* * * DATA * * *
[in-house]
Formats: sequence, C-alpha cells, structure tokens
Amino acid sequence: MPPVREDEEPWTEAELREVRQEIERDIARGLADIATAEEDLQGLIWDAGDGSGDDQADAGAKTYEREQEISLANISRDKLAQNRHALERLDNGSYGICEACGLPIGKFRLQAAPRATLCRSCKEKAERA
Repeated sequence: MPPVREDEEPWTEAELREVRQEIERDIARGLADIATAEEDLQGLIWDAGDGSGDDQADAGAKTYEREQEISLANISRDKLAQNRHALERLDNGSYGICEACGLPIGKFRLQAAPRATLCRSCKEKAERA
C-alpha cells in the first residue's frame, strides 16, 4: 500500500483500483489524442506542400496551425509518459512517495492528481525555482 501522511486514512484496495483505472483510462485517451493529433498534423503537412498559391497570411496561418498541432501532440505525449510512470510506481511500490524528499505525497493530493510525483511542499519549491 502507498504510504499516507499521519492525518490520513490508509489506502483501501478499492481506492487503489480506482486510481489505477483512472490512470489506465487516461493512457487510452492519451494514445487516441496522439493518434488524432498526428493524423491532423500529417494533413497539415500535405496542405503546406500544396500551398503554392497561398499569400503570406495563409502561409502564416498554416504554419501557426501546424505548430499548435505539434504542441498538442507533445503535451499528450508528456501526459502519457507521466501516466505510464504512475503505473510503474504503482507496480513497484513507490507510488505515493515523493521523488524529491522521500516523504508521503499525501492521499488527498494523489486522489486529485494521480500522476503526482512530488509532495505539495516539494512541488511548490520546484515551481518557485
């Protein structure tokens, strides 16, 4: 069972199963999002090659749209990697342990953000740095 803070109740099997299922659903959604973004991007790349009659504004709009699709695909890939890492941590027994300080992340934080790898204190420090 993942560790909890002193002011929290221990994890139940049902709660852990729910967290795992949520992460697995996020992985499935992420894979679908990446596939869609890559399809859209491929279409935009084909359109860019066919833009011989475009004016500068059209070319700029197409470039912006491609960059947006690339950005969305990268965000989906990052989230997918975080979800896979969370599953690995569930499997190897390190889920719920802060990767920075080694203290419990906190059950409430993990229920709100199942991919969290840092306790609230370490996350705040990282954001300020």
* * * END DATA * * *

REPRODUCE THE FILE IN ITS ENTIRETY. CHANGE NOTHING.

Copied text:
[in-house]
Formats: sequence, C-alpha cells, structure tokens
Amino acid sequence: MPPVREDEEPWTEAELREVRQEIERDIARGLADIATAEEDLQGLIWDAGDGSGDDQADAGAKTYEREQEISLANISRDKLAQNRHALERLDNGSYGICEACGLPIGKFRLQAAPRATLCRSCKEKAERA
Repeated sequence: MPPVREDEEPWTEAELREVRQEIERDIARGLADIATAEEDLQGLIWDAGDGSGDDQADAGAKTYEREQEISLANISRDKLAQNRHALERLDNGSYGICEACGLPIGKFRLQAAPRATLCRSCKEKAERA
C-alpha cells in the first residue's frame, strides 16, 4: 500500500483500483489524442506542400496551425509518459512517495492528481525555482 501522511486514512484496495483505472483510462485517451493529433498534423503537412498559391497570411496561418498541432501532440505525449510512470510506481511500490524528499505525497493530493510525483511542499519549491 502507498504510504499516507499521519492525518490520513490508509489506502483501501478499492481506492487503489480506482486510481489505477483512472490512470489506465487516461493512457487510452492519451494514445487516441496522439493518434488524432498526428493524423491532423500529417494533413497539415500535405496542405503546406500544396500551398503554392497561398499569400503570406495563409502561409502564416498554416504554419501557426501546424505548430499548435505539434504542441498538442507533445503535451499528450508528456501526459502519457507521466501516466505510464504512475503505473510503474504503482507496480513497484513507490507510488505515493515523493521523488524529491522521500516523504508521503499525501492521499488527498494523489486522489486529485494521480500522476503526482512530488509532495505539495516539494512541488511548490520546484515551481518557485
């Protein structure tokens, strides 16, 4: 069972199963999002090659749209990697342990953000740095 803070109740099997299922659903959604973004991007790349009659504004709009699709695909890939890492941590027994300080992340934080790898204190420090 993942560790909890002193002011929290221990994890139940049902709660852990729910967290795992949520992460697995996020992985499935992420894979679908990446596939869609890559399809859209491929279409935009084909359109860019066919833009011989475009004016500068059209070319700029197409470039912006491609960059947006690339950005969305990268965000989906990052989230997918975080979800896979969370599953690995569930499997190897390190889920719920802060990767920075080694203290419990906190059950409430993990229920709100199942991919969290840092306790609230370490996350705040990282954001300020």